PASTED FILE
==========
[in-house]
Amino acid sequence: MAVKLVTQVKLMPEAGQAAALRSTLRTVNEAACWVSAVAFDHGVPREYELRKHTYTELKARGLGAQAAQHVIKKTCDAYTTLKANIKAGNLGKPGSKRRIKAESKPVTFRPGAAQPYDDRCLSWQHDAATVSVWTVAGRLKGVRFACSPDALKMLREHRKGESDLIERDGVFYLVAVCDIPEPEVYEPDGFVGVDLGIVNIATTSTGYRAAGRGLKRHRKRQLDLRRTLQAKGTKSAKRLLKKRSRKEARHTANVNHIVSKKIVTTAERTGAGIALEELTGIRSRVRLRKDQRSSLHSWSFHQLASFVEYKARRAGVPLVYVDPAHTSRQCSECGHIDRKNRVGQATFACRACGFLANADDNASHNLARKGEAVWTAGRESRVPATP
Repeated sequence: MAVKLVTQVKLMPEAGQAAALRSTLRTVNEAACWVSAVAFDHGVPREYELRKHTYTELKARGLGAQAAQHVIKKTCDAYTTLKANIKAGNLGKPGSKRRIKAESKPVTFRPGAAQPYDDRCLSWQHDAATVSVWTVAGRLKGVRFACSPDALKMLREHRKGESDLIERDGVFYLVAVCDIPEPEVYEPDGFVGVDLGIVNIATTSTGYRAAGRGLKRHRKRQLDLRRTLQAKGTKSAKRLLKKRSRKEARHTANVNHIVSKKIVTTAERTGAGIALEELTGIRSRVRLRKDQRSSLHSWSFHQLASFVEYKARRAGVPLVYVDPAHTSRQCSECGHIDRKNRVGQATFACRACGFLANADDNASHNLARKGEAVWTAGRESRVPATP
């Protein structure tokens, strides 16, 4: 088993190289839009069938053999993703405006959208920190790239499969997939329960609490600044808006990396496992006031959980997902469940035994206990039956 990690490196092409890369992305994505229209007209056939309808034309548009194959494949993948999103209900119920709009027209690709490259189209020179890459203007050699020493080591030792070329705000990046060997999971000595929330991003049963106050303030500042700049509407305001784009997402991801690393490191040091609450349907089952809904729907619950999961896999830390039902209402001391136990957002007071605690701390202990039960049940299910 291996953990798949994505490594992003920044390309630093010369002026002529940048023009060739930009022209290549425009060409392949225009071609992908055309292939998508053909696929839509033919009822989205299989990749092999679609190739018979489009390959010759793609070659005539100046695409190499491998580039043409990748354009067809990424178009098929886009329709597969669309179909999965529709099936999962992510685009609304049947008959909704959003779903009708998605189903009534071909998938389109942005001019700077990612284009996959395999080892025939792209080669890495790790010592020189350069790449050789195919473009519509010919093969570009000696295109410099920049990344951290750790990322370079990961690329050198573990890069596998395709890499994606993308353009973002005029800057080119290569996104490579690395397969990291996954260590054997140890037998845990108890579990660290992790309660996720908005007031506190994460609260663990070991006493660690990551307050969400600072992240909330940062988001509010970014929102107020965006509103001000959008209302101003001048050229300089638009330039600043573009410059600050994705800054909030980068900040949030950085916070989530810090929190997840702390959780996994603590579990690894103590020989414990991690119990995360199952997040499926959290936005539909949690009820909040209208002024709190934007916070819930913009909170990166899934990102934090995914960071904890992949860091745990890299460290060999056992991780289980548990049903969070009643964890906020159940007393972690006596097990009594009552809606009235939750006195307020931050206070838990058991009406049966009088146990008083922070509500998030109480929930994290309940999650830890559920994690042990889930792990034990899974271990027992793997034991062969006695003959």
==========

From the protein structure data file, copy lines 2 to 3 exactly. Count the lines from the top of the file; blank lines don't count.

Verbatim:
Amino acid sequence: MAVKLVTQVKLMPEAGQAAALRSTLRTVNEAACWVSAVAFDHGVPREYELRKHTYTELKARGLGAQAAQHVIKKTCDAYTTLKANIKAGNLGKPGSKRRIKAESKPVTFRPGAAQPYDDRCLSWQHDAATVSVWTVAGRLKGVRFACSPDALKMLREHRKGESDLIERDGVFYLVAVCDIPEPEVYEPDGFVGVDLGIVNIATTSTGYRAAGRGLKRHRKRQLDLRRTLQAKGTKSAKRLLKKRSRKEARHTANVNHIVSKKIVTTAERTGAGIALEELTGIRSRVRLRKDQRSSLHSWSFHQLASFVEYKARRAGVPLVYVDPAHTSRQCSECGHIDRKNRVGQATFACRACGFLANADDNASHNLARKGEAVWTAGRESRVPATP
Repeated sequence: MAVKLVTQVKLMPEAGQAAALRSTLRTVNEAACWVSAVAFDHGVPREYELRKHTYTELKARGLGAQAAQHVIKKTCDAYTTLKANIKAGNLGKPGSKRRIKAESKPVTFRPGAAQPYDDRCLSWQHDAATVSVWTVAGRLKGVRFACSPDALKMLREHRKGESDLIERDGVFYLVAVCDIPEPEVYEPDGFVGVDLGIVNIATTSTGYRAAGRGLKRHRKRQLDLRRTLQAKGTKSAKRLLKKRSRKEARHTANVNHIVSKKIVTTAERTGAGIALEELTGIRSRVRLRKDQRSSLHSWSFHQLASFVEYKARRAGVPLVYVDPAHTSRQCSECGHIDRKNRVGQATFACRACGFLANADDNASHNLARKGEAVWTAGRESRVPATP